מחירי העברה: בלארוס- יוני 2012
13 יוני 2012
BELARUS- TRANSFER PRICING
At the end of 2011 Law No. 330-З of the Republic of Belarus made more than 200 amendments to the Tax Code of the Republic of Belarus, including amendments concerning transfer pricing control. It is worth noting that before these norms were adopted, transfer pricing control had not been developed in the national legal thought, but there was background for its development in law – Article 20 of the Tax Code of the Republic of Belarus provides a definition of related parties.
Individuals and/or entities are recognised as related parties when their relationships directly influence conditions or economic results of their activity or the activity of entities represented by them. The list of related parties includes a number of categories.
Adoption of transfer pricing control legislation in the Republic of Belarus is an integral part of the law harmonisation process within the Customs Union, as transfer pricing rules have already been adopted by the Russian Federation and the Republic of Kazakhstan.
Transfer pricing control is a new form of tax control aimed at preventing tax evasion by means of price manipulation. Thus since 1 January 2012 the tax authorities are entitled to compare the taxable profit in respect of a transaction based on the prices used by the taxpayer with the taxable profit determined considering market prices. Where these prices differ, resulting in tax evasion, the tax authorities are entitled to adjust the taxable profit and recalculate the tax payable.
Current profits tax payments in the tax period following an audited period are not recalculated. Taxpayers can independently adjust their taxable profit prior to the commencement of an inspection by the tax authorities.
The Article specifies the types of transactions under the control of the tax authorities:
- Sale of real estate, if the transaction price is more than 20% below the market price on the date of sale;
- Foreign trade, if the price of the transaction (transactions with one party), within one calendar year, exceeds BYR 20 billion on the date of acquisition or sale of goods, and the price of the transaction differs by more than 20% from the market price for the goods on the date of acquisition or sale;
- Foreign trade with a related party, if the price of the transaction (transactions with one party), within one calendar year, exceeds BYR 20 billion on the date of acquisition or sale of goods, and the price of the transaction differs by more than 20% from the market price for the goods on the date of acquisition or sale.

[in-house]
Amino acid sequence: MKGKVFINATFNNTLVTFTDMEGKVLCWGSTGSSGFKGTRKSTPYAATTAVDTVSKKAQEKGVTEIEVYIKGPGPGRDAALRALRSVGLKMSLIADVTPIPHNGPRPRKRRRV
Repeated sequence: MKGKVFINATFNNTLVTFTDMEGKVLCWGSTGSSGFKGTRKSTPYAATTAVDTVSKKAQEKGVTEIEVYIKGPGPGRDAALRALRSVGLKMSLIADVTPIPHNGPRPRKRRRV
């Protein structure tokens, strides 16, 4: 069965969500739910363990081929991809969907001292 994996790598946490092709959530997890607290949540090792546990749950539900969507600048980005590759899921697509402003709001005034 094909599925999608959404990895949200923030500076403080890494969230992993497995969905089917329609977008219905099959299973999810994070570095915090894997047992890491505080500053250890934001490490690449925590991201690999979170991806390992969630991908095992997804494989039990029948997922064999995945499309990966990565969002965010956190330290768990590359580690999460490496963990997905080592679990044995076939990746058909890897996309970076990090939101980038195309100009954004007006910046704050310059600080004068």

For these purposes foreign trade includes sales of goods to foreign legal entities and/or individuals (including commission and agency agreements and similar civil law agreements), and acquisitions of goods from foreign legal entities and/or individuals (including commission and agency agreements and similar civil law agreements).
The tax base is determined on the basis of market prices for goods by using one of the following methods:
- Transaction Value of Identical (Similar) Goods Method. This method involves comparing the transaction value with the prices for identical goods (where this is not available, similar goods) within the range of market prices. The range of market prices is two or more market prices determined on the basis of available information on prices in the reviewed period or on the nearest date of the analysed transaction settlement. If the price of the analysed transaction is lower (higher) than the minimum (maximum) value of the market price range, the minimum (maximum) price from the range is used for the tax calculation;
- Resale Price Method. The market price is determined as spread between the resale price and resale costs (regardless of the acquisition price) and market promotion of the goods as well as ordinary income of the purchaser from the goods’ subsequent resale;
- Cost Plus Method. The market price for the goods sold by the taxpayer is determined as a sum of incurred costs and ordinary income for this activity (profitability). Ordinary costs for this activity, including production (acquisition) costs and/or sale costs, transportation costs, insurance expenses, storage costs and others are taken into consideration.
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